Minifield Family

Tianna Johnson-Minifield, sister of D'Londre Minifield, at the scene where her brother was fatally shot shortly after his death in 2016. Police said Minifield killed himself after being chased by police, but Minifield's family says he was shot by police.

WINCHESTER — Did a prone D’Londre Minifield fatally shoot himself in the head in 2016 or was he shot by police as he fled from officers?

The attorney for Minifield’s mother wants a jury to decide in a civil trial scheduled to begin in federal court in Harrisonburg on Aug. 5. But the attorney representing the two Winchester police officers accused in a civil suit of killing Minifield will ask Judge Michael F. Urbanski on Wednesday to throw out the case. The officers were never charged criminally

“This case has just been hanging around and delayed because the plaintiff had multiple lawyers over a long time and sued so many other people,” attorney Julia B. Judkins said on Monday about her motion for summary judgement. “The state examined their guns, and they weren’t fired. So I don’t know what else they’re supposed to do.”

But attorney Christopher E. Brown, who represents Jacqueline Minifield-Brown in the civil suit, said the police account of what happened on Feb. 28, 2016, is filled with inconsistencies that a jury should examine. Rather than an open-and-shut case, Brown argues in a motion to be filed today that it is plausible that Sgt. Christopher Eric Ivins or Officer Stephanie Nan Sills shot Minifield in the back of the head as he climbed a chain-link fence behind the Grace Community Church at 2333 Roosevelt Blvd.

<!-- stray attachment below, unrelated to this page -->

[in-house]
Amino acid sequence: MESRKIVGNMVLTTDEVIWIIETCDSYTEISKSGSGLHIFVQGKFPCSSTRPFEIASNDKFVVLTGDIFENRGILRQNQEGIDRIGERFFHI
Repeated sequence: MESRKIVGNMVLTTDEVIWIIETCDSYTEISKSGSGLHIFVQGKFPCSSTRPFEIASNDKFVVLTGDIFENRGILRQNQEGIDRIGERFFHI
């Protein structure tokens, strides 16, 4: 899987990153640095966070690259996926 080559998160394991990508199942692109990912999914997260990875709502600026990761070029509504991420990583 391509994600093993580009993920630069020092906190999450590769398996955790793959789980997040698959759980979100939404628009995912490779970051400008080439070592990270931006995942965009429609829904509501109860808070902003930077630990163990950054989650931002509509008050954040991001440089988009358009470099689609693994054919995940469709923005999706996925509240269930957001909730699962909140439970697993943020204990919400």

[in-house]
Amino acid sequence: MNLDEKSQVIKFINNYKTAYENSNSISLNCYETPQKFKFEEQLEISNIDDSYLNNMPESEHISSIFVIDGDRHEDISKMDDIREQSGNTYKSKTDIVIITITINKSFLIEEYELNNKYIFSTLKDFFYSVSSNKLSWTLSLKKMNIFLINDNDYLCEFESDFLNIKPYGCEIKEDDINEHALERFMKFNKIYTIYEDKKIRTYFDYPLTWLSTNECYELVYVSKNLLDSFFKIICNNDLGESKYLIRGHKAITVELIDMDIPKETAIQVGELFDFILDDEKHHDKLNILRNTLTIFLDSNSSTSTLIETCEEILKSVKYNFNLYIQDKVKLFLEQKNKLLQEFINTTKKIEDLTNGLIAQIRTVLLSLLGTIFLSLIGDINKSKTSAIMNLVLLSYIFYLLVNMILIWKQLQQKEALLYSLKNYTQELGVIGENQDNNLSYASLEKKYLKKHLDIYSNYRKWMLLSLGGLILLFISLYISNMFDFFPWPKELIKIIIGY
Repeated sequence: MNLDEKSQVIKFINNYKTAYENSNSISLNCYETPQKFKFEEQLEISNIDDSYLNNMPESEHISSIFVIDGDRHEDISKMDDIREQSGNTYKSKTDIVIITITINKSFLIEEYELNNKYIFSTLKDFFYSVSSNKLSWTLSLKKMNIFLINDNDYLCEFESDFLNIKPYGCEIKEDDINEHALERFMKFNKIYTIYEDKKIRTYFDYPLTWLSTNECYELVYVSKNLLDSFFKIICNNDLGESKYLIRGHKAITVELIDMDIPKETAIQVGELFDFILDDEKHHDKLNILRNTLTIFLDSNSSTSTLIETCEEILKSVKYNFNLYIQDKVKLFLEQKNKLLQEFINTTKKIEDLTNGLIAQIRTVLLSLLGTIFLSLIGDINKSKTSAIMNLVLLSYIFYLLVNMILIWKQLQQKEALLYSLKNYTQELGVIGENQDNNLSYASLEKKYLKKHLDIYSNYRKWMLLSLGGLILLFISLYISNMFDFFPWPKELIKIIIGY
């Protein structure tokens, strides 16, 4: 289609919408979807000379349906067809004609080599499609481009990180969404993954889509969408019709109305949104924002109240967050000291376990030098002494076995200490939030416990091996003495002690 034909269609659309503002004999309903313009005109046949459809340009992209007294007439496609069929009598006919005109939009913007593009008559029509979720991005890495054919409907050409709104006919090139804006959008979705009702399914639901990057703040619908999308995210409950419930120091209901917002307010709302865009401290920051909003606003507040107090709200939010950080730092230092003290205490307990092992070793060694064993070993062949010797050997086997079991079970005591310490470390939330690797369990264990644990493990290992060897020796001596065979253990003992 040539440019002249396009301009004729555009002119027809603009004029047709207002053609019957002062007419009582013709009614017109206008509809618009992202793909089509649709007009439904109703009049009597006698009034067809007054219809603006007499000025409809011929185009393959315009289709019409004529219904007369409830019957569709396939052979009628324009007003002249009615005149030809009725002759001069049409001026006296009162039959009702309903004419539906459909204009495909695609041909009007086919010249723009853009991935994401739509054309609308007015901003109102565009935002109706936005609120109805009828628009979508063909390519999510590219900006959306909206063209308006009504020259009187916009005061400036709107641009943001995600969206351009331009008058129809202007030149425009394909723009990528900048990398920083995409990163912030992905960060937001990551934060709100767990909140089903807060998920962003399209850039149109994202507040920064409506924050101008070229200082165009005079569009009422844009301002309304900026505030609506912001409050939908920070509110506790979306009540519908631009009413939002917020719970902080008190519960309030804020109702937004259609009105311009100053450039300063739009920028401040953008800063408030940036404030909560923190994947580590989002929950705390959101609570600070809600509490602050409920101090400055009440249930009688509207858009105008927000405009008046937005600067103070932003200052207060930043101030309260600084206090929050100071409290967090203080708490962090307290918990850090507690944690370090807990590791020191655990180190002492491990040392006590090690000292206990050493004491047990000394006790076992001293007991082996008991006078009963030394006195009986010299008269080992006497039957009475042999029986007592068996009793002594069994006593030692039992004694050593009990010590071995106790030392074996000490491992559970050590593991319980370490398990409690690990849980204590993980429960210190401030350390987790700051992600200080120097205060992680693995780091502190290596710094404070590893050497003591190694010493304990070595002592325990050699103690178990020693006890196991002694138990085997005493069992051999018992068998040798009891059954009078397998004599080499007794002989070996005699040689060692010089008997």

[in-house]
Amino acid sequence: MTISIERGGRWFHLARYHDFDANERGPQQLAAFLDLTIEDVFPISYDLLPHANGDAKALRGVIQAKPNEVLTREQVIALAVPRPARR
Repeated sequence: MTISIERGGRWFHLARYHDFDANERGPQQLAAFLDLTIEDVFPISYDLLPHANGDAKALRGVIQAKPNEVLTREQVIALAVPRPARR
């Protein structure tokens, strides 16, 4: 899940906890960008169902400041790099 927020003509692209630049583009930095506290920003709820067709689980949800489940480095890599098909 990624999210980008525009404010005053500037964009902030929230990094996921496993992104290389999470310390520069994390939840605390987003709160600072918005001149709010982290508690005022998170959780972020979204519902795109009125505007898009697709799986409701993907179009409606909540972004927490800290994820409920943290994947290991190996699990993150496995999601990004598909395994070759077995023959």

“Failing to acknowledge evidence that supports the plaintiff’s claims doesn’t make [them] go away,” Brown wrote. “There is a clear dispute as to whether the decedent took his own life or was shot by Officer Sills or Officer Ivins.”

The incident began with a fight near a home in the 2000 block of Roosevelt Boulevard, called in to police at 4:05 p.m., according to Winchester and state police reports provided by the Minfield family to The Winchester Star last year. Police were told that a man named Joshua Alexander Brown had been involved in a fight and might be armed. He was never charged.

Shortly afterward, police spotted Devon Irwin Brown, Joshua Brown’s brother. They said he was walking on Wilson Boulevard with a man that turned out to be Minifield. Devon Brown told state police in an interview that he complied with officers’ commands to stop, but Minifield ran.

The pursuit ended behind Grace Community Church at 4:15 p.m., where Ivins and Sills had Minifield cornered. Sills was then a rookie cop in her first few months on the job. Ivins was her field-training officer.

Ivins told state police Minifield stumbled near a snow bank and lay on his stomach with his feet pointed toward Wilson Boulevard and his head toward the fence about 15 yards away from Ivins. Ivins said he repeatedly screamed at Minifield to show his hands, which were under his body, but Minifield refused.

Sills, who was to the left of Ivins, said she fired her Taser at Minifield. According to the state police report, Taser prongs were later removed from Minifield’s dreadlocks. Ivins said he then saw a snub-nosed .38 caliber revolver — the gun was reported stolen from an unlocked vehicle in Frederick County on Nov. 15, 2015 — in Minifield’s right hand.

Ivins said he yelled “Gun!” and was about to shoot at Minifield when Minifield shot himself. Ivins and Sills said they then rolled Minifield over and found the pistol under him. In photos provided by Brown on Monday to The Star, Brown is lying on his back about three feet from the fence with his head turned away from it.

In disputing Ivins and Sills’ account of the death, Brown made several assertions about why the case should go to trial. They include:

Witnesses Kelly Michelle Grafton and Alliyah Green’s statements that they saw Minifield pulled from the fence by police.

Gunshot residue tests were not performed on Ivins, Minifield or Sills.

Blood patterns on and around Minifield were inconsistent with the officers’ account of the shooting.

Questions about which police pistols were provided to state police for ballistics testing.